One notable demographic has retained its preference for a particular piece of vintage technology: electric guitarists and their beloved tube amplifiers.
It’s no secret that the last 20 years have seen a veritable explosion of music technology. A new generation of integrated circuits (“chips”) and digital processing power have resulted in significant advancements in the variety, quality and affordability of recording equipment, live sound, and electronic instruments. As musicians and sound engineers embrace their ever-improving digital tools for crafting, sharing and distributing sounds, one notable demographic has retained their preference for a particular piece of vintage technology: electric guitarists and their beloved tube amplifiers. Like many other appliances of their time, the very first guitar amplifiers were powered by vacuum tubes, small glass “bubbles” built to amplify electrical signal and create enough voltage to power a speaker. In the hands of rock and blues icons like Chuck Berry, B.B. King, Jimmy Page, and Jimi Hendrix, these tube-powered amps defined the sound of electric guitar for generations.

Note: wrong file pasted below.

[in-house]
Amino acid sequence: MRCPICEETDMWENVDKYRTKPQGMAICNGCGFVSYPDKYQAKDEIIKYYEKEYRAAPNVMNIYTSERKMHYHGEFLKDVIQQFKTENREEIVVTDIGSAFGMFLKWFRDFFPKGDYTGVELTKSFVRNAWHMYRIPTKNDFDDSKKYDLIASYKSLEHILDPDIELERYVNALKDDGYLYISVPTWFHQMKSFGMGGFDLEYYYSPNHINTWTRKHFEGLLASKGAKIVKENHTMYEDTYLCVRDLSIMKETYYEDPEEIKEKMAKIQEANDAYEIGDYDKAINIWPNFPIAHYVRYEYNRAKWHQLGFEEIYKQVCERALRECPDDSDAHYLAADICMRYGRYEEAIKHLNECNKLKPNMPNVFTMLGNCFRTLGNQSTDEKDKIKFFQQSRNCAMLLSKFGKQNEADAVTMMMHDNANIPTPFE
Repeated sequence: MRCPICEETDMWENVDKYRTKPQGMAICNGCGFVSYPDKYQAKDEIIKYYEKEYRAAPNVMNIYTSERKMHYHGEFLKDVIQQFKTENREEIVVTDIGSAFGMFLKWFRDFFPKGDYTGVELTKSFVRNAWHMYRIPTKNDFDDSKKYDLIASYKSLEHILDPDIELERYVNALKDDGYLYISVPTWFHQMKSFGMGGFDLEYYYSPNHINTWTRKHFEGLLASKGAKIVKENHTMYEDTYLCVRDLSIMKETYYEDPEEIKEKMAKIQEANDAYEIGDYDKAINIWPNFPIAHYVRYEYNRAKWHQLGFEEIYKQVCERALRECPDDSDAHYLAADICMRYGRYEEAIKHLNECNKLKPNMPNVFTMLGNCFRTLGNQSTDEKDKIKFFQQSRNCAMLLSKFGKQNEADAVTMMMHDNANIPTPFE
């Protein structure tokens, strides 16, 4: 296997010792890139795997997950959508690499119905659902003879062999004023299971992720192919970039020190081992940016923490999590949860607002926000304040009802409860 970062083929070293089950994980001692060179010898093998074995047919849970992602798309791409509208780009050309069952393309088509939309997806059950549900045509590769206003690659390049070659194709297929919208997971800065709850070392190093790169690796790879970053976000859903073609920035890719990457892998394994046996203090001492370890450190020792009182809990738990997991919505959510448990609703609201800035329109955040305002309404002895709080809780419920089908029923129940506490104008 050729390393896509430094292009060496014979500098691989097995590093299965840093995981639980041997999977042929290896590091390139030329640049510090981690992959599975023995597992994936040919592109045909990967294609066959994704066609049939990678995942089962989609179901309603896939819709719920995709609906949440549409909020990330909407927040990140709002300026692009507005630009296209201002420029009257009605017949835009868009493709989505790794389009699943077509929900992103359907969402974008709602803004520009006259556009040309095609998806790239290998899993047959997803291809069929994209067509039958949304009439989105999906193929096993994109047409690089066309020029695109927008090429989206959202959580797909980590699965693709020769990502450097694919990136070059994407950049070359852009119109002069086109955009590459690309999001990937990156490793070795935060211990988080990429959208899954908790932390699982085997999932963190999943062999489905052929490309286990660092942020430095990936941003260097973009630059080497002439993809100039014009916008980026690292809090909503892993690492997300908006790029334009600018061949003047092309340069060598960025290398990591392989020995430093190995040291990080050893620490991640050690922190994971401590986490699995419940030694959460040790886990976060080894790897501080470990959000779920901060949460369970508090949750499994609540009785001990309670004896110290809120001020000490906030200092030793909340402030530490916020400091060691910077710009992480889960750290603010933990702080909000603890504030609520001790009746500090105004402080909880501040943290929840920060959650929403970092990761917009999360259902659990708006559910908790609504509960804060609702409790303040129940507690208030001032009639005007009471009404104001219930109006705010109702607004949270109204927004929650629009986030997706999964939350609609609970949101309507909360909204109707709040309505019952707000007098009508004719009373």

Following the advent and popularity of tube amps, many amps were then created using transistors and digital technology that replaced vacuum tubes in so many appliances. So why are so many electric guitarists still using century-old tube technology to craft their sound? Although tube amps are technologically obsolete and come with many issues not found in solid state or digital modeling amps, a huge number of guitarists swear by tubes and refuse to use newer alternatives. The debate surrounding tube amps vs. solid state/digital modeling amps is perhaps the defining question for the current generation of electric guitarists, and it all hinges on this question:
What’s so special about tube amps?
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